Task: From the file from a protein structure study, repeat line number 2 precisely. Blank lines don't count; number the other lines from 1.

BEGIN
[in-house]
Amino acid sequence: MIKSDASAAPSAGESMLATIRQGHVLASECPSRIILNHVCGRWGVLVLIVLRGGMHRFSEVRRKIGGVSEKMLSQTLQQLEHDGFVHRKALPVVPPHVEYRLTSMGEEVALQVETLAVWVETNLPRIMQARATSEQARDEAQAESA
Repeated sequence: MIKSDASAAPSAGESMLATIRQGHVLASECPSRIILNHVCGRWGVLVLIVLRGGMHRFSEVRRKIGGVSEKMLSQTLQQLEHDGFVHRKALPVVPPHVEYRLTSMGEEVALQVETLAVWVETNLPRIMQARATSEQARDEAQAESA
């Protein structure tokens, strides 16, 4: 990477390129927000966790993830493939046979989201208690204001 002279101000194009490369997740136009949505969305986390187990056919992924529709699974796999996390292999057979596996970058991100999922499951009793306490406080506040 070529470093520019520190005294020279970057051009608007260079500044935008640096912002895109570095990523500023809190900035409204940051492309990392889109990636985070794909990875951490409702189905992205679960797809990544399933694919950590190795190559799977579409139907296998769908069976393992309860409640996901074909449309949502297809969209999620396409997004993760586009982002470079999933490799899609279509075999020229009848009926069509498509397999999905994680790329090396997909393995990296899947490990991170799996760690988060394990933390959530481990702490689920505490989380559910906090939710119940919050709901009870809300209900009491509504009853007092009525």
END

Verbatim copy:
Amino acid sequence: MIKSDASAAPSAGESMLATIRQGHVLASECPSRIILNHVCGRWGVLVLIVLRGGMHRFSEVRRKIGGVSEKMLSQTLQQLEHDGFVHRKALPVVPPHVEYRLTSMGEEVALQVETLAVWVETNLPRIMQARATSEQARDEAQAESA